pct of your profit it is best not to use Feebay.

Even then since most of what I do have that is that valuable are
Paleolithic artifacts that somehow survived the house fire (YAY for
archival packing) I would chose Sotheby’s or another auction firm
that charges 40%, but does so with a client list available to buy
such rarities.

Ebay remains as stated a very too large garage sale. Still an
excellent source for occasional items mis-listed or poorly listed.
However, so large most more mundane things are found in quantity or
by suppliers who can undercut little sellers. I occasionally get
laptop repair parts there and such. If I had skull plastic cameos I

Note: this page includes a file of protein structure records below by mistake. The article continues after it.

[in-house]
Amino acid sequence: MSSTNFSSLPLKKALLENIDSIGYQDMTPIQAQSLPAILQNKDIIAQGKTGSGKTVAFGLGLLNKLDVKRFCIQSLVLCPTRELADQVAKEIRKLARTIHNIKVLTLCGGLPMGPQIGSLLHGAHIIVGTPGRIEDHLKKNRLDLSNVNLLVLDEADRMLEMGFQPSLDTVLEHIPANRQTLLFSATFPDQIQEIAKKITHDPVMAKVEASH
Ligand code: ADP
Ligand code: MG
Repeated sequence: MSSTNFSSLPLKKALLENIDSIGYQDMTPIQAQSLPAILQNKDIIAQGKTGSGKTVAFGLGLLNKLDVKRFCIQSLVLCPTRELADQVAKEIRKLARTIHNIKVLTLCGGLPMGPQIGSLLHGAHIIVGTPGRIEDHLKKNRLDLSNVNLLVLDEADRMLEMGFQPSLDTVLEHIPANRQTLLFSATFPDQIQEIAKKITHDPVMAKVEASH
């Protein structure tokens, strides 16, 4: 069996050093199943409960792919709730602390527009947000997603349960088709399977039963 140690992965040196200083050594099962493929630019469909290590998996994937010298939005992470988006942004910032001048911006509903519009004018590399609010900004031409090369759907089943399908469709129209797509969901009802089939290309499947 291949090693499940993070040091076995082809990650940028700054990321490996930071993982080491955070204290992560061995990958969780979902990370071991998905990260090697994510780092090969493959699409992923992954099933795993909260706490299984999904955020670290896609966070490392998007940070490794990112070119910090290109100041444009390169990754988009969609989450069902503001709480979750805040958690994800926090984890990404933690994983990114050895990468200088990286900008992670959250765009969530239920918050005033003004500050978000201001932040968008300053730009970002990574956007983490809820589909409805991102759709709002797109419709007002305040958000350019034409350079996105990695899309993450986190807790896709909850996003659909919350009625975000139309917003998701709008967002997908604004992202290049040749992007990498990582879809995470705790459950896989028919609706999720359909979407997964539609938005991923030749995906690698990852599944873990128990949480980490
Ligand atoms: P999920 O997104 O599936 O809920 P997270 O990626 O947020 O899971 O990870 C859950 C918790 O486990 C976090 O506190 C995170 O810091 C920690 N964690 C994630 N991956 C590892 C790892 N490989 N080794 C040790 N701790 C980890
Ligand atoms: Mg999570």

could make a fortune, but I cannot sell my hand carved cameos in
shell. I think Etsy is a nice place to advertise and get an
occasional sale. If there were a way for us to all stay in studio and
sell all of our work I think we would all be happy. Unfortunately
nothing seems to beat the in person one on one sales venue.

Like anything it takes 20-50 years of hard labor to be an over night
success LOL

Teri


#6

The good thing about ebay is that it does not cost you anything to
list the first 50 listings a month, so why not try it. I look at it
as free exposure. You only pay if it sells, (10%). And some people
like to buy off of ebay. So I put a link to the listing, and offer it
as an alternative.


#7

Best of luck, I work off of a strict business plan. So I committed
to Ebay for two years, and the same amount on Etsy. I have completed
the ebay. I spent over $2,000 and made only $350. Etsy is much
better, i enjoy it more, and i spend time wandering around looking
at how others do, and it seems that the first year is slow, then
picks up. I enjoy Etsy much more because it is cheaper, it is easier
to have a nice site, and it is easier to maintain a store. Even